Understanding The Restlessness Within

Learning to reject our ‘old’ identity and habits for our ‘new’ identity in Christ is an ongoing struggle for dominance in our Christian psyche.

Each heart that confesses the name of Christ and invites & submits to His presence as ‘Lord” and savior in our heart, has activated a soul transforming process catalyzed by the Holy Spirit. 

No one can experience the presence of Christ within one’s heart and mind without being affected. It reorients and rearranges our spiritual DNA into something ‘new’ and ‘different’ than what was ‘us’ … before.

Photo by Amine M’Siouri from Pexels

Speaking only for myself, and quoting directly from my own personal journal entry, the process looks and feels like this;

I can sense the old patterns of thought, behavior, self-condemnation, guilt, and shame are being slowly replaced with a new confidence in the power and presence of Christ within me. The ‘old’ brad is almost gone, the new ‘brad’ is slowly emerging from the shadows of my past life. The habits, tendencies, and temptations of two decades ago are no longer a constant, living, memory, within my heart and mind. New habits and affections have replaced the old. My soul, heart, and mind are coming into alignment and my sense of becoming ‘whole’ is growing inside of me. The more ‘wholeness’ I sense, the less restlessness remains. The transformation of my identity from old to new is reducing my wandering heart and diminishing my anxieties and fears. 

The alignment of who I am in Christ with how I see myself, this is the new-growth of my current identity. I’m moving away from the ‘old’ man and actively leaning into the ‘new’ creation I was promised in scripture. This convergence of the internal and external man is what I mean by ‘wholeness’.

For me (and I believe for you too), the convergence of the promised and the present within, this is the hidden work of God’s Holy Spirit. He’s gently remaking me (us). We are works in progress, transitioning from being motivated by a restless and uncertain heart to a more grounded and comfortable one. A hidden transformation expanding from within.  This growing sense of inner peace and contentment is firmly connected to my (our) growing understanding of who and whose I am.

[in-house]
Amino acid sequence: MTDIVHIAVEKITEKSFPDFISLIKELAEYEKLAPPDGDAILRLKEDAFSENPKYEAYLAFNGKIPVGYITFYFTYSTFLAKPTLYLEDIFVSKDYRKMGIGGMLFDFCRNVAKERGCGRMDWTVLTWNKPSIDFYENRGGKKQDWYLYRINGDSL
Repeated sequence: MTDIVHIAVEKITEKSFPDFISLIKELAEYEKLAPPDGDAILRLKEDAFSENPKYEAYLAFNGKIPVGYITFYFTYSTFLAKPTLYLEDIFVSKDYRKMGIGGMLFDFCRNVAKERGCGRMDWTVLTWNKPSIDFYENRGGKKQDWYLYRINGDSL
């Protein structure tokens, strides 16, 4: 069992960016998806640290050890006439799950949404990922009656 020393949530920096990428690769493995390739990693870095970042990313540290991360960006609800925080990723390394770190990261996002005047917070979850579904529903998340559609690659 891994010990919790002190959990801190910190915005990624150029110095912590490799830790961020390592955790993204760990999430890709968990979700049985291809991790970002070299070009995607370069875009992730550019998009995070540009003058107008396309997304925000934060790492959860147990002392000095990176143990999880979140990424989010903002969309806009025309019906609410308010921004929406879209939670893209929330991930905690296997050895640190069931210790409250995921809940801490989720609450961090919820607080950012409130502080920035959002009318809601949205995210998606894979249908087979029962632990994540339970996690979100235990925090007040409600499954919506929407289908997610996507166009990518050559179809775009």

The Christian life is more than a static existence, more than a series of devotions and disciplines, it is a transformational journey. A hidden supernatural work within that recreates our very identities and deepest passions. 

God is re-writing His laws upon our hearts, as he repeatedly promised and prophesied. The presence of Christ within changes everything, and that my fellow believer, is the eternal power of the Gospel.

May the peace of Christ guard you’re ‘heart’ and mind.

Father Brad Mathias

 

Restlessness

You have made us for yourself, O Lord, and our hearts are restless until they rest in you.”

St. Augustine

The restless nature of our soul is a direct result of the duality of our emerging identity in Christ.

As we leave our “old’ self behind… the new and redemptive heart leaps forward to embrace all that should be. We start to sense all that can be, and soaring ever upward with the new-found power of a Holy Spirit, we taste the ‘good’ and long for the pure and true things of God. These delightful and treasured moments leave a lingering ‘afterglow’… a residue of God in our battered minds and hearts.

We crave the presence of God now… looking for more, longing to repeat the experience. It’s this deep transformational compulsion that begins to war against our oldest instincts. The old – and new – locked in an ancient yet intimate conflict of wills. Good and Evil ripping up the old establishment that was our comfy space.

This is the state of our souls in between. In – between the converted and the completed.

For Christians, this dichotomy of life and thinking, and living is our journey of becoming. Our battlefield of the mind and heart and the context for St. Paul’s writings in Romans.

If this feels familiar, you’re in good … even grand company.

Romans 7 and 8 focus our attention on the forces at work within and around our lives. It’s helpful to have context for the daily effort it takes to follow Christ all over again.

Let’s not grow weary in doing good…

Peace out; Pastor B.

Extra Reading resources. (Ligonier Ministries)